The spirit-filled Homecoming week usually culminates in the annual SGA Homecoming Concert —but not this year.
Though no official explanation has been given concerning the blank space on the homecoming itinerary where the student-funded concert should be, 2010 is as good a time as any to fill that void with a more noble purpose.
Last year’s homecoming concert was, in keeping with cultural jargon, an epic fail. Key to its downfall was poor promotion and the lack of consensus between the student body and the 39th Student Senate over who should headline the event.
The subject of last year’s contention: rapper Gucci Mane.
This year, the proposed acts for the concert included, among many other shameful acts, rapper Wacka Flocka Flame.
Juaquin Malphurs, whose stage name is reminiscent of a Muppet character, was supposed to be one of the main acts for the concert. Thankfully, the concert has been called off for reasons that are still not very clear. But the fact that Malphurs was even slated to perform shows poor judgment, once again, by the SGA.
Malphurs’ presence would a present a slew of paradoxes that counters the university’s mission.
On Monday Sept. 6, the functionally illiterate rapper appeared on 106th and Park, a music video countdown show that airs at 6 p.m. on BET. During the interview, he demonstrated that he is just as juvenile in an interview setting as he is lyrically.
When asked about his views on education he responded: ” education big bruh [sic], even though the biggest thing I ever did was drop-out,” said Malphurs. What about voting? “Voting cool, you ‘posed [sic] to really get into it.”
Malphurs gets credit for his claim that he votes regularly, although his presumably gold-filled mouth, criminal record and poor vernacular suggests otherwise in some circles.
Truth is, this university or any other HBCU can’t afford to invite the likes of Malphurs to student-funded events and it should be easy to see why not. As administrators painstakingly work to recruit more black males, the presence of a negative influence such as Malphurs would certainly counter that goal.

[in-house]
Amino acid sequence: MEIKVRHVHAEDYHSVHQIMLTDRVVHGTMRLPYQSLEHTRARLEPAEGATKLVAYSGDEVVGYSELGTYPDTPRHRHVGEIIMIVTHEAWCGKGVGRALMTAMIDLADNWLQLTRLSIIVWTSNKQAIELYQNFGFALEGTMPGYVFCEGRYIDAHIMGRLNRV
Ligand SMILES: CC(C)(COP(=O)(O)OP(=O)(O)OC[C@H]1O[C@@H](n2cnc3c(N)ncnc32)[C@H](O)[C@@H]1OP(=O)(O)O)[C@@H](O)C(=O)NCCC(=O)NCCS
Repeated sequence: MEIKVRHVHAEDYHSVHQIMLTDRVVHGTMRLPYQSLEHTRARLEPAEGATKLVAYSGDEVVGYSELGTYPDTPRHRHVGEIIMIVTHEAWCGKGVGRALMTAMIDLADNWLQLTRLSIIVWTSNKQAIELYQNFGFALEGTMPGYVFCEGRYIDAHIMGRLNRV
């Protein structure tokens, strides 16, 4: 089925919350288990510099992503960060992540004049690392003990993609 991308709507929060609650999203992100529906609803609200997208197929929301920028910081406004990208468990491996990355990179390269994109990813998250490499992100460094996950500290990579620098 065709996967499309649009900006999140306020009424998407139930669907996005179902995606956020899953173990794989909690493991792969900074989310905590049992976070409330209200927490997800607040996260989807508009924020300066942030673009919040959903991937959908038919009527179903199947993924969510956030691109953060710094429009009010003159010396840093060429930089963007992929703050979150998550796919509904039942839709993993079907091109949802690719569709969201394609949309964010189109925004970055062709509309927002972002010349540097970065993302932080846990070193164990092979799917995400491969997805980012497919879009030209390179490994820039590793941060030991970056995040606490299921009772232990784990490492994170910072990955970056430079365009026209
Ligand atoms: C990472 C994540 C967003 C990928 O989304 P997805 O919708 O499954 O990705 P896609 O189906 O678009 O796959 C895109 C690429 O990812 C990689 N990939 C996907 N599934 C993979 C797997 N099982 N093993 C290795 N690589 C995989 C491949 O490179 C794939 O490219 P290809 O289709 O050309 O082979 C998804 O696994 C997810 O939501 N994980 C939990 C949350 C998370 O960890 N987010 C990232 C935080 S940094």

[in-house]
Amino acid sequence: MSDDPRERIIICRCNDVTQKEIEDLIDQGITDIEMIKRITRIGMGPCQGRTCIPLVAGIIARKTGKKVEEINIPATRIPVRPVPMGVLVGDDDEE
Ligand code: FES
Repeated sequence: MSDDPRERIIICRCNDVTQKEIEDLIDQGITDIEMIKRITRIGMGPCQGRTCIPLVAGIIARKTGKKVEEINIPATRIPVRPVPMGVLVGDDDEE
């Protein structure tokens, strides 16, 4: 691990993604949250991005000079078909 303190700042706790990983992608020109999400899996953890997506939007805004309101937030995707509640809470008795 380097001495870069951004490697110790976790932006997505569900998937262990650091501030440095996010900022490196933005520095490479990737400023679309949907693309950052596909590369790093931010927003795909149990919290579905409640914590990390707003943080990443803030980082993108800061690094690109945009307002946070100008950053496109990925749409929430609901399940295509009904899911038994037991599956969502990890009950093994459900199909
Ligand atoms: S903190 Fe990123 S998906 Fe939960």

What’s more disheartening about Malphurs’ solicitation is that many students are not far removed from the lifestyle he touts in his lyrics. To invite him or any other rappers that promote blatant tomfoolery is downright insulting to those here for the sole purpose of escaping that type of existence.
Since this year’s homecoming concert is supposedly off the schedule, now might be the time for SGA to brainstorm in an effort to replace this event with something more constructive. And because homecoming festivities aren’t necessarily for students, and are, in essence, a university fundraiser, maybe the money for the concert would be better allocated to an elaborate alumni soiree.
Tickets sales and donations made at this event would go toward scholarships and fee-waivers, funding a decent education for the disadvantaged among us. Although this is not the only festivity that could replace the concert, it should be considered since FAMU’s alumni donation rate is still deplorable. If not incentive enough, events like these could persuade current students to donate to their alma mater when they graduate, a noble act indeed if championed by SGA.
Besides, the sometimes superfluous increase of law enforcement and unruly out-of-towners frighten the locals, giving homecoming a bad rap. That is, until it is discovered how much money Tallahassee generates from FAMU around homecoming.
In retrospect, the concert hasn’t featured a single savory act in years. Perhaps its cancellation was a godsend, a signal that change is long overdue on the Hill.